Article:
3 Diversity Diversity is also known as mixed-use. A mixed use neighbourhood has a variety of homes, workplaces, stores and services. Mixed use also refers to the variety of options available. Is there one store or many stores? Is there one type of home or are there many types of homes such as apartments and townhouses? People are more likely to choose an active form of transportation over driving when destinations are within walking distance of people s homes and workplaces. A comfortable walking distance for most people is a five to 10 minute walk or a distance of 400m to 800m. 800m 400m (10 min) (5 min) It is important for there to be a mix of land uses where people live and work. Land use mix affects the choices people make about how they go to work. Often people need to run errands or attend appointments at some point during the work day. If stores and services are not close to where people work, it will not be possible for them to use active transportation or public transit. schools Having schools near to homes reduces how far children travel by car. When there are larger but fewer schools, children are bused or driven to school. The distance between home and school plays an important role in a parent s decision about how children go to school. When schools are close to homes, they become the hub of a neighbourhood. Schools can provide the community with a place for preschool, after school care, language training, as well as a place for community events and celebrations. Transit Public transit is an important part of a walkable community because it allows people to visit places that are too far to walk. For people walking to transit, short distances are needed. Studies show that the farther away a transit stop is, the less likely it is that transit will be used. Open space, parks and recreation Having access to natural areas, such as open space and parks, directly affects our health. Trees and vegetation provide shade and help lessen the negative impacts of climate change by reducing the urban heat island effect which occurs when pavement, concrete, and buildings in urban areas absorb and give off heat. Elements of a mixed-use community Diversity of housing People s housing needs differ with changes in their lives related to age, family size, health, and social and economic circumstances. For example a new graduate or senior may not want or need the same type of home as a family of four. Ensuring different types of homes and densities creates a neighbourhood in which people from all income levels and all ages can live, work, play, and retire. Recreation facilities and parks are key places for people to be active. They are also destinations and can help increase levels of active transportation. There is an important role in the community for both small neighbourhood parks and larger community parks as each provides different recreational opportunities and encourages physical activity in different ways. Diverse uses People are more likely to walk where there are different types of local shops and services within walking distance of their homes or work. The number of shops and services within walking distance is important to encourage walking. In addition, having a supermarket, grocery store, or a produce store within walking distance ensures that people have access to healthy food. Creating walkable, bikeable and transit-supportive communities. 3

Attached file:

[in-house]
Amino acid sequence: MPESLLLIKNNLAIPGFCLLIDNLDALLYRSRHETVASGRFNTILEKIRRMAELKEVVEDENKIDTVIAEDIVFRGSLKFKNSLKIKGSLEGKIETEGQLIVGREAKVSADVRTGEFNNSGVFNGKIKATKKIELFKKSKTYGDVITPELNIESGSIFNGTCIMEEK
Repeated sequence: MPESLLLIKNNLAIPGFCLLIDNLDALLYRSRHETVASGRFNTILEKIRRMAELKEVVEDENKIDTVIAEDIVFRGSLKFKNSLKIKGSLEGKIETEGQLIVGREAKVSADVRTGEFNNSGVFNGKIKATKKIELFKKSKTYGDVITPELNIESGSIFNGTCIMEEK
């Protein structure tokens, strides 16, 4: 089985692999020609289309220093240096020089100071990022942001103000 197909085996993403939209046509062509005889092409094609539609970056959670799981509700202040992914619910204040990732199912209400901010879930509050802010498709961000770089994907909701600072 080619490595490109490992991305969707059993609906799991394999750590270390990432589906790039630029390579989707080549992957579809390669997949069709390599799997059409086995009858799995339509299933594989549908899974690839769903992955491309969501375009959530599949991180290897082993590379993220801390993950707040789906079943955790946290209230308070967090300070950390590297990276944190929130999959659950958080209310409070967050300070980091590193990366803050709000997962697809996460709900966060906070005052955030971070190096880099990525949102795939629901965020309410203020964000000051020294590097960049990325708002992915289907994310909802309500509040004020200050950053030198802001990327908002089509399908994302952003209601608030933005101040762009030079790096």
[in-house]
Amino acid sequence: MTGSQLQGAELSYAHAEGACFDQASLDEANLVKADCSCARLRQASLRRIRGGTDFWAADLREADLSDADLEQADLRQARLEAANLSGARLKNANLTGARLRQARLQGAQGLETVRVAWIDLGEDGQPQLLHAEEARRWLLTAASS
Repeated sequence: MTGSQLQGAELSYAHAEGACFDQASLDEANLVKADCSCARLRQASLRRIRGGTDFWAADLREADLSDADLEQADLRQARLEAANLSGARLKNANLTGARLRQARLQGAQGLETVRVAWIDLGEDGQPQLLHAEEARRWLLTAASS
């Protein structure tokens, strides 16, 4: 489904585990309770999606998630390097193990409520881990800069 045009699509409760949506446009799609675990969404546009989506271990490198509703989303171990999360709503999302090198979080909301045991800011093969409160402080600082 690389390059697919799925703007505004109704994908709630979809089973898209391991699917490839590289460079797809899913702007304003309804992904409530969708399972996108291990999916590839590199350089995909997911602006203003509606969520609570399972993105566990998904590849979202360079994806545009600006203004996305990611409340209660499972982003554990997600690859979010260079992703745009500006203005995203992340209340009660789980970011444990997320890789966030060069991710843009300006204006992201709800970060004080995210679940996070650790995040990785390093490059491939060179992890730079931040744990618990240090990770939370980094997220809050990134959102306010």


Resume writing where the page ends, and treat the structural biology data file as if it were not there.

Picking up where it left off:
4 Design A walkable neighbourhood is designed to be attractive and safe. It is important to think about how streets and trails can support active transportation because walking and bicycling almost always occur on public streets and trails. Communities that give priority to cars don t support transit, bicycling and walking because they are typically built with wider streets and large parking lots, leading to increased traffic volumes and higher traffic speeds. On the other hand, communities that support transit, bicycling and walking have sidewalks, on-street parking, buildings set close to the sidewalk and attractive features such as art, trees and benches. This contributes to our perceptions of an area s safety and walkability. PRIORITY PRIORITY = = Wide streets Large parking lots No sidewalks Sidewalks On street parking Buildings close to sidewalks Art, trees, benches Elements of a well designed community TRAFFIC SPEED TRAFFIC SPEED Street Design Streets serve many purposes. They are part of a transportation network that moves pedestrians, cyclists, transit, and motorists from one place to another. Streets are also places in themselves where social activity occurs. These two purposes make street design a challenge because it requires balancing the needs of many different users. Creating streets as places is important in an urban setting and for walkability. Road design can help determine speed of travel, which impacts the number and severity of collisions. It also helps to determine the character of a particular place in much the same way as land uses and buildings do. When designing streets it is important to think about both the setting the street is in as well as the role that the street plays in moving people and cars. Pedestrian Connectivity Connectivity refers to how easy it is to get from one place to the next. When sidewalks, trails and pathways in a neighbourhood connect to one another it makes it possible for people to get to where they need to quickly and easily. Streets that are connected allow people many possible ways of reaching their destinations. When streets are not connected and the route to get someplace is indirect, people are less likely to walk because the distances are longer. There are two main types of road networks: cul-de-sac networks and grid networks. Cul-de-sac networks and greater roadway widths make walking and cycling more difficult. Cul-desacs reduce the number of direct routes that pedestrians can take. Wider roadways make it more difficult for pedestrians, especially children and seniors, to cross the street. Wider roadways also encourage faster speeds. On the other hand, a connected road system designed in a grid, allows more direct travel between places, offers more route options, and shortens the distance a pedestrian must travel before reaching a safe place to cross. Newly-built neighbourhoods are being designed on a grid street network. However, many of our existing communities have been built as cul-de-sacs which are difficult to change. But creating connectivity in already existing neighbourhoods is still important. For these neighbourhoods, linkages can be created by developing pathways that connect cul-de-sacs to major roads. Bicycle Connectivity Bicycle travel is an important part of active transportation. Bicycles allow people to cover a larger area than can be covered by walking. The Netherlands, Denmark and Germany have high rates of bicycle users of all ages and abilities. The bicycle networks in these countries are made up of a mix of bicycle lanes and paths that help the bicyclist go from place to place the easiest way possible. Many of their bicycle lanes are separated from the road (sometimes called cycling tracks ) and this has resulted in making cycling safe and attractive. Bicycle lanes that are separated from the road (but not part of the sidewalk) are designed to make people feel safe and are comfortable and convenient for every user of all levels of cycling ability. Bicycles are considered vehicles by the Province of Ontario and are legally entitled to be on all roadways including arterial roads, collectors, and local streets. This means that all roads in a community should be designed, updated, and maintained in a way that supports safe bicycle use. Even if there is a bicycle lane and off-road bicycle network, for faster travel some bicyclists will choose to ride on the road. They have that right and should feel safe and comfortable doing so. Creating walkable, bikeable and transit-supportive communities. 4